Campfire Talk Part 13 with Larry Weishuhn

26 October 2012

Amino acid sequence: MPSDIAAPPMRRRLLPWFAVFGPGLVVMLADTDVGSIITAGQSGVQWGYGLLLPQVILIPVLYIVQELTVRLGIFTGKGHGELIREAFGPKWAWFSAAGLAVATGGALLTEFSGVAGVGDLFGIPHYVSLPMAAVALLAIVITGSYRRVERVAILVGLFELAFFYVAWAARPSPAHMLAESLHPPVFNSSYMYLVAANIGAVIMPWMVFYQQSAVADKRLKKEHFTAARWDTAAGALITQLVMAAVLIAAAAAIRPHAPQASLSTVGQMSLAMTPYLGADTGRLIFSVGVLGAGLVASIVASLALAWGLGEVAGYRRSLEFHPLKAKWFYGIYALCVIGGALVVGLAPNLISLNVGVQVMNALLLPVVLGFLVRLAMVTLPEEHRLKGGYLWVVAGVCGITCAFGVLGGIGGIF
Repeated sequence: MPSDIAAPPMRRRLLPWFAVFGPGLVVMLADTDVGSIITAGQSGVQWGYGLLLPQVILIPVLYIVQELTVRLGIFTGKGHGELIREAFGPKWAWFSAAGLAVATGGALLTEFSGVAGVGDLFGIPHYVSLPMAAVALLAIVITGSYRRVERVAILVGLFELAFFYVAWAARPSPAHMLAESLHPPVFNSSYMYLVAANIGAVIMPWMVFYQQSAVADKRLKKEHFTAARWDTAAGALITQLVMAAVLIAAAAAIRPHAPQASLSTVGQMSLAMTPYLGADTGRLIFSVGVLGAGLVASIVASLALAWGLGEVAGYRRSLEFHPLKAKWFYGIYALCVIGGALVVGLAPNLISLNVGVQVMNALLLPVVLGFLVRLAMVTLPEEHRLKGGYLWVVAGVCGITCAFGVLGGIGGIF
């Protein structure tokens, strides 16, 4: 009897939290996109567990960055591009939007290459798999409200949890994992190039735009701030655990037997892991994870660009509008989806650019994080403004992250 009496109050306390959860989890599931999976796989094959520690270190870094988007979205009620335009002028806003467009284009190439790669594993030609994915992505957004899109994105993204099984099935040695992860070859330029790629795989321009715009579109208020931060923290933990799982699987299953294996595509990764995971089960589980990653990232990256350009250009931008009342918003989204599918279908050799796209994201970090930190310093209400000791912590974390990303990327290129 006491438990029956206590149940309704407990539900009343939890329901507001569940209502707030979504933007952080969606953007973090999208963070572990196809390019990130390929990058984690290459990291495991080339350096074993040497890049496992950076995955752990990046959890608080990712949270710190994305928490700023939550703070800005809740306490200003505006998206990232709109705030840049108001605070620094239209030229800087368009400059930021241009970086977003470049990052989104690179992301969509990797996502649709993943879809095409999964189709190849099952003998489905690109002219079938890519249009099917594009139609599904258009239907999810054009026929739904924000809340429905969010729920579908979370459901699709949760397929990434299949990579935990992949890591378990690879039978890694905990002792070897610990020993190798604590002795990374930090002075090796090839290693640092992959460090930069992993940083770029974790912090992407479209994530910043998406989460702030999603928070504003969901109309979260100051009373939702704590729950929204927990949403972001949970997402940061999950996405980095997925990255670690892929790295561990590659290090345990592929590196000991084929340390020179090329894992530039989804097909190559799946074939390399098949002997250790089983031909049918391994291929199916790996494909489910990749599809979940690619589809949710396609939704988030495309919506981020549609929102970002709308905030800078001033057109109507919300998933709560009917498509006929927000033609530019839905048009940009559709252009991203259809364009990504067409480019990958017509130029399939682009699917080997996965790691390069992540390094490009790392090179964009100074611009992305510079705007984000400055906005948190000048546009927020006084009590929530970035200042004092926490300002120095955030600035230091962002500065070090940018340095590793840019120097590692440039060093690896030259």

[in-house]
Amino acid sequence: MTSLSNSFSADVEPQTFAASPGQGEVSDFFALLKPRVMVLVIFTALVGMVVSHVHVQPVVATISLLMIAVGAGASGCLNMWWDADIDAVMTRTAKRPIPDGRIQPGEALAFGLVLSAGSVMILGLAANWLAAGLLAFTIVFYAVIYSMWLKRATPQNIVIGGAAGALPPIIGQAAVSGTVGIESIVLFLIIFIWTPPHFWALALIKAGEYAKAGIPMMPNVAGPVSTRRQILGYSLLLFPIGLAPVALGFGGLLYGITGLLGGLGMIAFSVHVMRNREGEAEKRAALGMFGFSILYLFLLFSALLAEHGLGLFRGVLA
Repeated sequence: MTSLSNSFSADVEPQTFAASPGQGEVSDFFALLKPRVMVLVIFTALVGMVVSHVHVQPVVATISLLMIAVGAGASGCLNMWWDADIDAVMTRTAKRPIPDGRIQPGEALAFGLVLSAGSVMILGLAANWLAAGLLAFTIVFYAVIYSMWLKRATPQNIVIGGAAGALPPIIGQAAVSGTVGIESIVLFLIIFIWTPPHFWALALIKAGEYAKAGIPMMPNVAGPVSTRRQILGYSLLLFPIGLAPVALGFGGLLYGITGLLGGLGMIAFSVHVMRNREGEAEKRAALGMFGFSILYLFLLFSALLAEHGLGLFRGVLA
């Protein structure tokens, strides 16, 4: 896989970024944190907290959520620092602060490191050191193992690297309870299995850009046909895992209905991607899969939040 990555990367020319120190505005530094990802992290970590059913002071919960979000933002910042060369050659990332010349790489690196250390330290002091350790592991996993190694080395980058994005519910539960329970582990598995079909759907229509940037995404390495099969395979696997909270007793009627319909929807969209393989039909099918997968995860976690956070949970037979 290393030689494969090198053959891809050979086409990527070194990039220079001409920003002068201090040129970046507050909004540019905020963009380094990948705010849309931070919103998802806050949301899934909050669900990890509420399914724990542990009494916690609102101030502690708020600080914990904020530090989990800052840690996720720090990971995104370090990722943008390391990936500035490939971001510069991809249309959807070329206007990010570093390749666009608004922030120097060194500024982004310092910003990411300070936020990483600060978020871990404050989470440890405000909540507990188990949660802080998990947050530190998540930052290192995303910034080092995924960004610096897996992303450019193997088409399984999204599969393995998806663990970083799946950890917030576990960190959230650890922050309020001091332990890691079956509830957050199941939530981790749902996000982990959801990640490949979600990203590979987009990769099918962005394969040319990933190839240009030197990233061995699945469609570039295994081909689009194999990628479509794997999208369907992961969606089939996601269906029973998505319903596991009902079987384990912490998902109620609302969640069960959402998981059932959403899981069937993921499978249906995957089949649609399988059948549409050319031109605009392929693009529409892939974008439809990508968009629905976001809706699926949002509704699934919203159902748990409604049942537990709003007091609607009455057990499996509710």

The sounds of the Colorado Rockies in October had just settled down to nothing more than a northerly breeze blowing through the evergreens. The campfire had burned down to where I could cover it with soil, and possibly leave some coals where in the pre- dawn I could stir up another warming fire. Others in camp had gone to bed an hour earlier, but I had tarried next to the camp fire enjoying the last of the cowboy coffee left over from early that morning. I knew I should go to bed, get some sleep and be ready to hunt a full day in the morrow. But, I dearly loved just sitting there staring into the coals. I appreciated the stillness, but loved the symphony created by the breezes. Most all the aspen leave had fallen, but there were still just enough to produce the unique sound of high mountain leaves rattling against each other. Way off in the distance I could hear the shrill bugle of a bull elk, barely discernible. I made a mental not of the bull’s direction and hoped he would still be in the same area about six hours from now. Finally, I decided it was time to dirt cover the coals and crawl into my sleeping bag. It was not going to take long to spend the night in hunting camp once again! The warm of my bag contrasted the cold of the night. I took off my glasses and laid them inside the crown of my hat. I could hear the soft snoring of one of the other hunters in camp two tents over. I smiled , took a couple of deep breaths and was almost sound asleep when I heard it. Close. Immediately I sat up. I heard only the breeze blowing through evergreen leaves. Again I laid down. Maybe I had gone to sleep and dreamed I had heard a bull elk bugling, with a deep gruff voice only mere yards away from my tent. I had just about gone to sleep when the bull opened up once again. even closer. Immediately I sat up again and listened not only to determine exactly where the bugling was coming from, but also to determine if anyone else in camp was paying attention. Obviously others in camp were not awakened by the bugling, for I heard at least four sleepers snoring. My first thoughts were to pull the bugle call out of my pack and sound off, or possibly I should make several cow calls. But then what if the bull elk, which sounded like it could not have been more than 25 yards from my tent might actually decide to come to investigate. So I simply remained silent and listened. Momentarily I could hear the bull rubbing his antlers on a rough-barked tree. This continued for a good five minutes. Then the bull bugles once again and went back to rubbing. Then he stopped and momentarily I could hear him walking toward my tent. He came closer and closer, then I felt a tug at the tent, when he brushed against one of the ropes that held up my tent. I listened as he walked away. He didn’t bugle again until he was at least 200 or more yards away. I laid back and fell asleep. It seemed like only five minutes later that my alarm went off. It hadn’t been five minutes since I fell asleep, it had been 75 minutes! Like I said doesn’t take long to spend the night in hunting camp. Coals stirred fire going, moments later I had the coffee brewing. As others gathered around the fire, I questioned if they had heard the bull elk in our camp last night. All I got was looks that questioned my sanity.... With first light I picked up the tracks right next to my tent and trailed the bull for about a mile and a half until he dropped into a shallow and short draw. I set up my Zeiss spotting scope and carefully looked at the edges of the draw. Try as I may I could not see tracks leaving the draw. At that point I started picking apart every bush, tree and slight depression. It took me about ten minutes until I spotted the bull’s antler tips. He was laying down facing away from me. A bit more looking and I could see he was a very decent, actually big 6 x 7. No doubt he would score over 300 for those who care about such things. I took advantage of the wind blowing from the bull to me, a scattering of trees and brush and cut the distance to less than 150 yards. But even from there I could not see enough of his body to take a shot. So I set up against a ponderosa pine and waited. Sooner or later the bull would stand and when he did I’ve have a shot! Wish I could tell you I didn’t have long to wait. But that would a lie! Three hours later I was just about to either make a move on the elk or call to him in hopes he would stand to look my direction. But just then as if on cue, a spike bull strode toward the bedded bull, knowing or unknowing! When he was about 20 yards from the bedded bull, he started rubbing his antlers then whistled, rather than bugled. Immediately the bull stood up and turned broadside toward the spike. My Zeiss crosshairs settled on the bull’s shoulder and I sent 180 grain Hornady bullet from my .300 Win Mag, Model 77 Ruger on it’s deadly mission! The bull shuddered, started to take a step toward where he had heard the spike and fell. At the same time the spike, seemed to not quite know what to do, but then decided he was needed in another part of Colorado. My bull was down. It wasn’t until the next day that I was able to show others in camp my bull’s tracks where he had literally brushed against my tent. What I just described happened a few years ago. Now thankfully it’s time to once again hunt elk. This time, this week and part of next week I’ll be hunting on the Motherwell Ranch (www.motherwellranch.com) not far from Hayden, Colorado. I’ve got my Ruger 77 African .375 Ruger topped with a Zeiss Duralyt variable scope and shooting Hornady’s 300 grain DGX ammo. We’ll also be “playing with” my Nature Blinds Larry Weishuhn Signature Stalking Shield. If it works only 10% as great as it did in African on spooky plains game, I’m going to be thrilled. The hunt was set up for me by my old friend Jim McCarthy with Jim McCarthy Adventures (www.mccarthyadventures.com). Jim and I have shared hunting camps and adventures from deep South Texas to northern Alaska to Zimbabwe and Namibia in Africa. Really looking forward to hunting with him once again. We’ll be filming the hunt for my “Dallas Safari Club’s Trailing the Hunter’s Moon” television show which will debut in July 2013 on The Sportsman Channel. Next week, I’ll give you a report about our hunt and some of the things we experienced on the Motherwell Ranch! Hunt safely and wisely!